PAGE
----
I learned early that education was going to be my way out of poverty. With the help of Mr. Brown and my community I saw that doing well in school could open other opportunities.

North Oakland helped me. It raised me. It taught me that I was resilient. It taught me that even when public education “failed me,” I could learn how to navigate the system and use it to create a better life for myself.

And that’s what I did.

That’s why I work within education now, to help other students like me overcome their circumstances. I know the impact a great education can have on students, their families, their community and the world. We all we got, so I’ll fight for my people until I no longer can.

Too often, students of color and students who face challenging circumstances don’t receive the support and encouragement they need to succeed. They are held to lower standards because of a Belief Gap between what society believes they can achieve and what they truly are capable of when we believe in them.

Visit BecauseTheyCan.com to find out how to close the Belief Gap.

An original version of this story appeared on Education Post. 

Ending Separate and Unequal Schools in Oakland

Most everyone says they want integrated schools.  Maybe not “too integrated” if you know what I mean, but “diverse” schools.  There is a significant body of research that says it’s good for kids too.  But integration ain’t happening.  Schools nationwide are more segregated than they were decades ago and nothing will change until we affirmatively act.

This issue was highlighted in a well-done series by KQED that initially looked at two Oakland families, one White and the other Black in the shared attendance zone of Peralta and Sankofa, schools with starkly different student populations, circumstances and outcomes.   Check out the graphs at the end.  One school is largely White and not low income, the other, largely Black and low income.

And I know.  I know.  We aren’t racist anymore.  Of course race doesn’t affect the experiences of children.  But the data says differently.  The most disturbing graph of the year can be found in the NY Times.  It shows the persistent racial and economic gaps in achievement in cities—and it’s a universal picture.  Black kids always do worse, even with similar income, and poor kids pretty much always do worse.  This is not coincidence or destiny, it is historical legacy, and current practices.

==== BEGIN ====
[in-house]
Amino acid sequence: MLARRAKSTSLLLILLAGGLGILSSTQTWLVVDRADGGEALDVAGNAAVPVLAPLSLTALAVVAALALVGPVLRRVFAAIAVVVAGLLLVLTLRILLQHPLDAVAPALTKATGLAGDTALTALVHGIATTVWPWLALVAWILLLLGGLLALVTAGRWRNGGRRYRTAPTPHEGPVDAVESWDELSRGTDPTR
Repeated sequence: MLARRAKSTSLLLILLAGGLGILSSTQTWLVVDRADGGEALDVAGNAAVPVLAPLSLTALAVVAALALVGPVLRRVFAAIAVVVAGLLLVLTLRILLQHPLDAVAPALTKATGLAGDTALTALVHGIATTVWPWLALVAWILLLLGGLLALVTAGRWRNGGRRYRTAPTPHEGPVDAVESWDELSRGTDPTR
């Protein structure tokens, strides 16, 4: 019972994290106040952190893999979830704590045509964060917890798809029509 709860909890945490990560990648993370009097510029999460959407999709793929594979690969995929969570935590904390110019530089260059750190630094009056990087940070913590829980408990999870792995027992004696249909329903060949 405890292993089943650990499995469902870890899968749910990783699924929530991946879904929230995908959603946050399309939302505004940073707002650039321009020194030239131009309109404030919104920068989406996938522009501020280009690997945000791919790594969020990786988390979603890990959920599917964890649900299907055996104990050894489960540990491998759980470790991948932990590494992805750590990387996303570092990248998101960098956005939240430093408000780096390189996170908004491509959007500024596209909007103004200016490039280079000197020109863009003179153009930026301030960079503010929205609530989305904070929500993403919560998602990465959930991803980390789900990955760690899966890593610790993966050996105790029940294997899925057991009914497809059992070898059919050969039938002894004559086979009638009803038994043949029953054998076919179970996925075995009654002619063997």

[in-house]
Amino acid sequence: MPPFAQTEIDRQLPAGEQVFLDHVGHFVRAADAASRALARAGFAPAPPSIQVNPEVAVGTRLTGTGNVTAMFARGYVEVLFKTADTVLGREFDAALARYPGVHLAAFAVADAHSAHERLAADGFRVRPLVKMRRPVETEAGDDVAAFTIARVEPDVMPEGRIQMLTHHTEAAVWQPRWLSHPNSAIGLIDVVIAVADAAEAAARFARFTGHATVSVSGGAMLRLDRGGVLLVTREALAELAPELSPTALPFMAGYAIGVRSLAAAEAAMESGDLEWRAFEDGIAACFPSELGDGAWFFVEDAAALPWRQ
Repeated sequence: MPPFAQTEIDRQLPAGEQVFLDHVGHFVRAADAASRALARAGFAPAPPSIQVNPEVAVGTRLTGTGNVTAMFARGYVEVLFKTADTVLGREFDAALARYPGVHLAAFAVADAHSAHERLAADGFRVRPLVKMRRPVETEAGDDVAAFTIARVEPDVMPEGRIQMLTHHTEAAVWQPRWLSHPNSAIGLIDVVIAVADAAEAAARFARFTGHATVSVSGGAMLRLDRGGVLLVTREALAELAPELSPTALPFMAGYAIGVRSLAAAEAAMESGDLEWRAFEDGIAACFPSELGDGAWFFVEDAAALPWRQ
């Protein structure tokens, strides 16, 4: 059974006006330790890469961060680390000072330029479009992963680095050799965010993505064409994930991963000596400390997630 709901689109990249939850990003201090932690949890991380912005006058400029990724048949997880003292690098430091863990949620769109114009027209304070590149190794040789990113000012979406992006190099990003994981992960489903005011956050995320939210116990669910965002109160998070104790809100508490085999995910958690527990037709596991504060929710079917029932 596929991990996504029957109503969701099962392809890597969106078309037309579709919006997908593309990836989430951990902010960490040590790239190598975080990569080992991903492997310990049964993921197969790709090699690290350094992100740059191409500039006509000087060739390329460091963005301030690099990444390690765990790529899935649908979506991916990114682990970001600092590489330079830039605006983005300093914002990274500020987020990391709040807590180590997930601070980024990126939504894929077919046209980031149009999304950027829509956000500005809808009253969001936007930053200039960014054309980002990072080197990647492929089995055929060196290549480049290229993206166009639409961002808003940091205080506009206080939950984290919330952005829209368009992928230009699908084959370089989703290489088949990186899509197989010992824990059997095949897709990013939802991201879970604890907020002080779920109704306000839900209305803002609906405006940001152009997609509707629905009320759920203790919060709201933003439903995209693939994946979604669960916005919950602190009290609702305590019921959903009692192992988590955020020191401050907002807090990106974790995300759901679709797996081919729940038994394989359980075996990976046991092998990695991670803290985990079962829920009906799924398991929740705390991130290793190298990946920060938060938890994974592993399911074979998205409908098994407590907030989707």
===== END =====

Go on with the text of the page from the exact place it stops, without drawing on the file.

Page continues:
Separate and Unequal in Oakland- Parent Stories

I really appreciated the honesty of the White mother who initially chose the Black school, this is a snippet but she was thoughtful in her reflections overall and highlighted some of the challenges,

Her family felt welcome at the school (Sankofa). But there were challenges common in schools that serve mostly low-income kids. Eero had an inexperienced teacher the first year, frequent substitutes the next.

“It was like the bottom-of-the-barrel substitutes. Sankofa did not have the resources to retain like a full-time sub,” said Wohlfeiler. “What I saw of it when I volunteered was real disrespect for the children as a form of crowd control. I was watching the children just shut down.”

Peralta was a different experience.  And this isn’t to blame the school.  It’s the system, and the way privilege is formally and informally apportioned.  It really is a powerful article, so please actually read or listen to it.

A second piece in the series had similar sentiments

(the parent) was convinced her kids are not receiving the same quality education as kids in the wealthy Oakland hills. One of the most frustrating moments for her was last year, when her son was a junior in high school. She said he had a substitute teacher in one of his classes for months.

“He would say, ‘They’re not even teaching me anything. Mom, come get me, I’m not doing anything,’ ” Muñoz said. “How are we going to send our kids to college if we don’t have well-trained teachers?”

Segregation Hurts